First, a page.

As a prominent Unitarian minister in nineteenth-century St. Louis, one of William Greenleaf Eliot’s religious responsibilities was to prepare and deliver funerary sermons for deceased members of his congregation. In 1860, during a brief reprieve before the advent of the Civil War, Eliot drafted such a eulogy in his notebook for one Freeman George, a St. Louis native who had recently committed suicide. The details he includes of the man’s life are tragic, gruesome, and revelatory, and provide a window into antebellum St. Louis. In his eulogy, Eliot describes the 1858 fire on the steamboat Col. Cressman. The vessel had been making its way up the Mississippi River from New Orleans when its engine exploded near New Madrid in southern Missouri, an accident that killed around half of its forty passengers. The New York Times reported on the fire, stating,
The boat at once caught fire. The Captain ordered out the yawl, but the deck hands and firemen took possession of and filled it, and would not get out. The other boat was ordered out, and into this the officers crowded as many passengers as possible, and they made their way safely to New Madrid. The officers of the steamer, and such of the passengers as had not got into the boat, jumped into the river. Some made their way to the shore without aid, and others were saved by a skiff put out by other persons who saw the disaster. The boat floated, burning, three miles and a half, when she lodged on a bar and burnt down to the water.The New York Times, New York, 1858-02-11
The article lists Freeman George as one of the survivors, but the experience, as his friends and family later noted, scarred him and possibly caused his future emotional and psychological distress. After this terrible accident, George attempted to start his life over again. He fought for the Mexican Liberal Army in the Reform War of 1857-1861, but hunger and exposure on the front worsened his physical condition. Upon returning to St. Louis, he tried to find employment and actively participated in Eliot’s congregation. However, according to the minister, George’s recent personal tragedies led him down the path of moral depravity, and the night before his death he was seen carousing with prostitutes, gambling, and drinking on a docked showboat. He jumped off the side into the depths of the Mississippi the next day, a water-logged letter to his mother found wedged in his coat pocket. George’s story shows that everyday life in 1850s St. Louis was full of opportunities for self-improvement but also fraught with danger. Although no longer a sleepy frontier town, it still provided individuals with social and cultural freedoms not available in larger, more established cities. This episode also reveals the extent to which Eliot was involved in the lives of his parishioners, and his concern for their moral and spiritual state.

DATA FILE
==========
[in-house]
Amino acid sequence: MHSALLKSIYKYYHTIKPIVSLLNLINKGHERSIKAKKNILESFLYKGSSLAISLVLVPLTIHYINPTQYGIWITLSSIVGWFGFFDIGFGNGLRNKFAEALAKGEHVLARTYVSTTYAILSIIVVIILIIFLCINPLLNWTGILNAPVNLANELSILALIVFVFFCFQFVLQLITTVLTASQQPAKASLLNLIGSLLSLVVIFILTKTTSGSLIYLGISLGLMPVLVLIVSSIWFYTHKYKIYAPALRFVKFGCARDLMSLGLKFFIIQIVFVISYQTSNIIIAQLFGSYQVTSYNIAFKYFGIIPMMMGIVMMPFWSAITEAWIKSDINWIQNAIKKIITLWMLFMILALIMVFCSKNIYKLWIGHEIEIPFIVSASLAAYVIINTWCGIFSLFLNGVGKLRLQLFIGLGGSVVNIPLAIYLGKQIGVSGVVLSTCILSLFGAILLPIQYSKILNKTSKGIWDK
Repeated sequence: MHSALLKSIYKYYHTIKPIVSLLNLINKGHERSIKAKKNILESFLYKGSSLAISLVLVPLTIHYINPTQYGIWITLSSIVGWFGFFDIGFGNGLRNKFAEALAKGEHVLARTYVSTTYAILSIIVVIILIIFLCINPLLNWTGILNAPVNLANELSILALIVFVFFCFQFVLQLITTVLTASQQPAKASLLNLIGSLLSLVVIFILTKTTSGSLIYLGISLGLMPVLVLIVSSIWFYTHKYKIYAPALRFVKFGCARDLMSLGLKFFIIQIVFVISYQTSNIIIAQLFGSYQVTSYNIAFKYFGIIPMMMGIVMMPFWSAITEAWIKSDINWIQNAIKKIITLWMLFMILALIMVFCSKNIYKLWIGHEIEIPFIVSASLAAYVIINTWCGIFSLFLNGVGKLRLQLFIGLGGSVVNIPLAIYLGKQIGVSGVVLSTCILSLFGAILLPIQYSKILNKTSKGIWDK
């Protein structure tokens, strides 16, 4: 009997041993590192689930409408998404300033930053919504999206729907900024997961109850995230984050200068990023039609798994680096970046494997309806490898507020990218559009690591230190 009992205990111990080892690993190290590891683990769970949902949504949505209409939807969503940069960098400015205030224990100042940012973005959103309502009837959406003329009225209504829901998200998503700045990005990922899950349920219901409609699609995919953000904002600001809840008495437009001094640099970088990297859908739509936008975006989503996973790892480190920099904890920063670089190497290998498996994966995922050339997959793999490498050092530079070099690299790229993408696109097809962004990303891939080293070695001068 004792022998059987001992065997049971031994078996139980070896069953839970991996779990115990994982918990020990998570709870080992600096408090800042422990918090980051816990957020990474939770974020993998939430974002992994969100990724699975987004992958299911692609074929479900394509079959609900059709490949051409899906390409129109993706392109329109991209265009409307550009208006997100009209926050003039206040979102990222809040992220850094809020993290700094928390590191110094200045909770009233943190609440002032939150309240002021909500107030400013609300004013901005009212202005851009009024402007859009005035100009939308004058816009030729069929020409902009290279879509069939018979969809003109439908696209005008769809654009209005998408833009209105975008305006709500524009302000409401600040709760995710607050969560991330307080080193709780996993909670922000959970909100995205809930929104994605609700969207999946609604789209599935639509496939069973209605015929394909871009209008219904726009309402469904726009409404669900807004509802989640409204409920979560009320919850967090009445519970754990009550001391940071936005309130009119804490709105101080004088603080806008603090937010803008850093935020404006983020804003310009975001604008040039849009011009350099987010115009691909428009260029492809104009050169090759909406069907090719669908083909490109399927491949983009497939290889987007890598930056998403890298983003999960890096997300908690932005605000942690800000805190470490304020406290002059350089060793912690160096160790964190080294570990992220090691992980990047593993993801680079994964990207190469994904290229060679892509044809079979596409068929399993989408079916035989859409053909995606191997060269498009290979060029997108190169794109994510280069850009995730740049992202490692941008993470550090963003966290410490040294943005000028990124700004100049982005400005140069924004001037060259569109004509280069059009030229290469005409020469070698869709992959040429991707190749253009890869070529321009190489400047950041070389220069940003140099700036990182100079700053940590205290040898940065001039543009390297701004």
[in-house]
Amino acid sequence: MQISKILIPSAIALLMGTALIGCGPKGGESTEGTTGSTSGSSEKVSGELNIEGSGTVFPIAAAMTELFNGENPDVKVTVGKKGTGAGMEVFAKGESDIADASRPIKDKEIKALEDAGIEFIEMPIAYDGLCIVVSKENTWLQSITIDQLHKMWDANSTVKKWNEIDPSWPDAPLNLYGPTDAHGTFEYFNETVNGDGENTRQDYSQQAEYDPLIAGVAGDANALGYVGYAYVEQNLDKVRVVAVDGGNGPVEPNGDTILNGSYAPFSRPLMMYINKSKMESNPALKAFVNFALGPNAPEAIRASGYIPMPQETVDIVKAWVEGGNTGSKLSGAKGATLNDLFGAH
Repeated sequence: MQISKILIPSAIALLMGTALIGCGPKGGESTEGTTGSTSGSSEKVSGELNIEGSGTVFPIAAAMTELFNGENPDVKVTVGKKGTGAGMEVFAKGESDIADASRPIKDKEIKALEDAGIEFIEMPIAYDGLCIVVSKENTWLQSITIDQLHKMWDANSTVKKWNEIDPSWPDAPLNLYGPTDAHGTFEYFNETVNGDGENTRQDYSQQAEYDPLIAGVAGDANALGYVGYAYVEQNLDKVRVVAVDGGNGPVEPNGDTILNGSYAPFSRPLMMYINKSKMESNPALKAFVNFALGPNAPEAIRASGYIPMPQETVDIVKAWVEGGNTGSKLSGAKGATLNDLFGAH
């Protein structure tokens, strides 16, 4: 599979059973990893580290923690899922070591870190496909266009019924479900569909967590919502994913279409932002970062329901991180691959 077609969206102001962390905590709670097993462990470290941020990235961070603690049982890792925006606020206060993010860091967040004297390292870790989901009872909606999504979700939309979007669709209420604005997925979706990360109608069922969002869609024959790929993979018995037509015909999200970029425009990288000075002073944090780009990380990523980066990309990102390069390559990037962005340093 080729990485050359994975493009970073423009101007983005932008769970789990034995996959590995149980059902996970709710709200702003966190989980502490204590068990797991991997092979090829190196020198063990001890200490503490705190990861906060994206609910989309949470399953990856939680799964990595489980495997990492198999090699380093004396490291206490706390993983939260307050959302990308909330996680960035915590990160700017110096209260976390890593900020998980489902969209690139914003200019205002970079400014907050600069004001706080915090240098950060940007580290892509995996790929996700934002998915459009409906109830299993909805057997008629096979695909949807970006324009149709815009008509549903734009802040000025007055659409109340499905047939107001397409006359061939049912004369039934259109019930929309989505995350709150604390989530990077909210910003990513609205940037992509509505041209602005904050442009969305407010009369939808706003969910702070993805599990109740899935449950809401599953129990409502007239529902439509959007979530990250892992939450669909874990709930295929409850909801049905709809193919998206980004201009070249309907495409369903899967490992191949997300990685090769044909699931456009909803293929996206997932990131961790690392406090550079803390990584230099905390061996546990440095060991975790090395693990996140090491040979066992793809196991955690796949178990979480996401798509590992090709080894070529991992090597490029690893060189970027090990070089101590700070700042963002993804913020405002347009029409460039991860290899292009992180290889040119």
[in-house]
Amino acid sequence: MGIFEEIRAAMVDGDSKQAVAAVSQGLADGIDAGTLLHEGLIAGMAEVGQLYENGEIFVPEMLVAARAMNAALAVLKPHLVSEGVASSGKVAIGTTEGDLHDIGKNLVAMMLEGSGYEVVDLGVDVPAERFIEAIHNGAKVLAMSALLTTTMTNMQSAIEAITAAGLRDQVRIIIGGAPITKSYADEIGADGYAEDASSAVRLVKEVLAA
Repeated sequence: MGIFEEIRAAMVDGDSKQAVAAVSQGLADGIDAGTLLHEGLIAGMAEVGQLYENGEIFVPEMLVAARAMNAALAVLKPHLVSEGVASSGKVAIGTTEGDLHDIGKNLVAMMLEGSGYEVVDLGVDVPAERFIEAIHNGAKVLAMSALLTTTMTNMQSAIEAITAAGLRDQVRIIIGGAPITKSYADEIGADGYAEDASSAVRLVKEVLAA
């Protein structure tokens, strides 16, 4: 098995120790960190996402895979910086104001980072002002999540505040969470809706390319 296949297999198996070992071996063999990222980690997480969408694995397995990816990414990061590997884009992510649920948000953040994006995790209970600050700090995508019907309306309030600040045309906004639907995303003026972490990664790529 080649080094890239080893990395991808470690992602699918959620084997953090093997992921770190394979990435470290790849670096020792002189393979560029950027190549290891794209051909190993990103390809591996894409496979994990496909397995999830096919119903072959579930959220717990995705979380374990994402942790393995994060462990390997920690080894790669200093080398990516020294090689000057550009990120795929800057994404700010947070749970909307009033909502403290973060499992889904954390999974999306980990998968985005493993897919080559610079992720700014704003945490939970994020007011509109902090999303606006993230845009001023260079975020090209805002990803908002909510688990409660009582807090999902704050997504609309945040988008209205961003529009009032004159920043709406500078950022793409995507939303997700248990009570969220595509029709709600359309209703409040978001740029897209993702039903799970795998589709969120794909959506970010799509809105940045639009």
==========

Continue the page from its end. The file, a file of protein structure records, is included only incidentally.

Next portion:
The passage reads: “Two years ago, when the Steamer ‘Cressman’ was burnt, in the lower Mississippi, he was a passenger, & e[s]caped under circumstances of the greatest danger, but from both from ‘fire & plume’. The shock experienced by him was terrible, & being of delicate & fractious nerves tem permanent, he never recovered from it. Six months Only a few months since he said to the evil of this notion, that he did not feel himself to be the same man after that fearful experience. He partially destroyed the balance of his mind. He has also [^occasionally] suffered, for two years past, from some illness painful illness & at times had reason to approach the decision and called (popularly) ‘softening of the brain’. Last winter, being temporarily unemployed, he went to Mexico, where for 4 or 5 months he served as a volunteer in the Liberal army, & was engaged in the battle of “Loma Alta” with great credit to himself. The account in the “Repub[lican]” of July 12th…”
The passage reads: “‘The Condition of Mexico’ was written by him, & indicates the thoughtfulness with which he studied passing events. But while in Mexico, & [illegible] in his setting home-wards, he suffered [^endured almost inconceivable] hard life & was exposed to [^the continual] partial dangers & sufferings. Those who heard his vivid narration of them could not but wonder that he had returned alive. He was, however, in a condition of weakness, both mental and physical, from which he was uncured. The water will now have uncovered the explanation, as far as he can find it, of the last fatal and which transmitted the life of ^Freeman George. Symptoms of time – passing of mind, the result of sickness & exposure, had been observed & spoken of by much of his friends, but no one had thought of so sad a result.”
You can read more of Eliot’s online collection by perusing his materials available online at Missouri Digital Heritage.
- William Greenleaf Eliot Personal Papers; “New Madrid MO Steamer Col. Cressman Burns,” The New York Times, February 11, 1858.